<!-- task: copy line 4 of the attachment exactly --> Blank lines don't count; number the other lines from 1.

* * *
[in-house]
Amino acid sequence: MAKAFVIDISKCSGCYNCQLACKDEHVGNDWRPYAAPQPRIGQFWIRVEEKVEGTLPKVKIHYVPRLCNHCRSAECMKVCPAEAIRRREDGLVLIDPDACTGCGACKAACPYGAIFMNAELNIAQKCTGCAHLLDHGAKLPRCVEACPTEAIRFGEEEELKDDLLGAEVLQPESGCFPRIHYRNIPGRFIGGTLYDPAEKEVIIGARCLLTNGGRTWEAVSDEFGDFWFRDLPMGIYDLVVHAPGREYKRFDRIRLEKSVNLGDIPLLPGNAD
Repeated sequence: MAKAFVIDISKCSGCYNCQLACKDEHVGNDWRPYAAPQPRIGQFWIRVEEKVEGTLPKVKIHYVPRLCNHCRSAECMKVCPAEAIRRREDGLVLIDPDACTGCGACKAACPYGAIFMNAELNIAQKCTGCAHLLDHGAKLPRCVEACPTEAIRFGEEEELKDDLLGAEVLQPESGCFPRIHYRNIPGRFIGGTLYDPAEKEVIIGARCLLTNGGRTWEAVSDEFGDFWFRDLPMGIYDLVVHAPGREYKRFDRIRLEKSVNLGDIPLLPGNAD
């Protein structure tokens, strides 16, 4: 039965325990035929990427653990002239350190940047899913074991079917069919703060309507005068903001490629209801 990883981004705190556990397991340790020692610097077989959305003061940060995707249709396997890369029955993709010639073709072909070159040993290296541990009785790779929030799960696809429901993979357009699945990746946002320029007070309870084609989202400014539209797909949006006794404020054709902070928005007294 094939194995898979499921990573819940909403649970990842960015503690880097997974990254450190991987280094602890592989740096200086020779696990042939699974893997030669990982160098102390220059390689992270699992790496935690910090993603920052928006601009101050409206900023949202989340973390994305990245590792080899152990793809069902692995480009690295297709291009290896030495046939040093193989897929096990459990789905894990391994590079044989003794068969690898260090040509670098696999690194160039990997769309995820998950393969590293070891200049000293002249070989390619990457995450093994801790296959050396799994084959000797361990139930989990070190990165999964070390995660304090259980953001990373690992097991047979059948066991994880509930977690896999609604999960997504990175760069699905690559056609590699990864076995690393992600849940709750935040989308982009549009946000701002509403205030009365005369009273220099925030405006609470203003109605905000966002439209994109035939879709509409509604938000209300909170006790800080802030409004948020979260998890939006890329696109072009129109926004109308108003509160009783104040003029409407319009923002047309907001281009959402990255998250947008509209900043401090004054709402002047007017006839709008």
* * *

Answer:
């Protein structure tokens, strides 16, 4: 039965325990035929990427653990002239350190940047899913074991079917069919703060309507005068903001490629209801 990883981004705190556990397991340790020692610097077989959305003061940060995707249709396997890369029955993709010639073709072909070159040993290296541990009785790779929030799960696809429901993979357009699945990746946002320029007070309870084609989202400014539209797909949006006794404020054709902070928005007294 094939194995898979499921990573819940909403649970990842960015503690880097997974990254450190991987280094602890592989740096200086020779696990042939699974893997030669990982160098102390220059390689992270699992790496935690910090993603920052928006601009101050409206900023949202989340973390994305990245590792080899152990793809069902692995480009690295297709291009290896030495046939040093193989897929096990459990789905894990391994590079044989003794068969690898260090040509670098696999690194160039990997769309995820998950393969590293070891200049000293002249070989390619990457995450093994801790296959050396799994084959000797361990139930989990070190990165999964070390995660304090259980953001990373690992097991047979059948066991994880509930977690896999609604999960997504990175760069699905690559056609590699990864076995690393992600849940709750935040989308982009549009946000701002509403205030009365005369009273220099925030405006609470203003109605905000966002439209994109035939879709509409509604938000209300909170006790800080802030409004948020979260998890939006890329696109072009129109926004109308108003509160009783104040003029409407319009923002047309907001281009959402990255998250947008509209900043401090004054709402002047007017006839709008």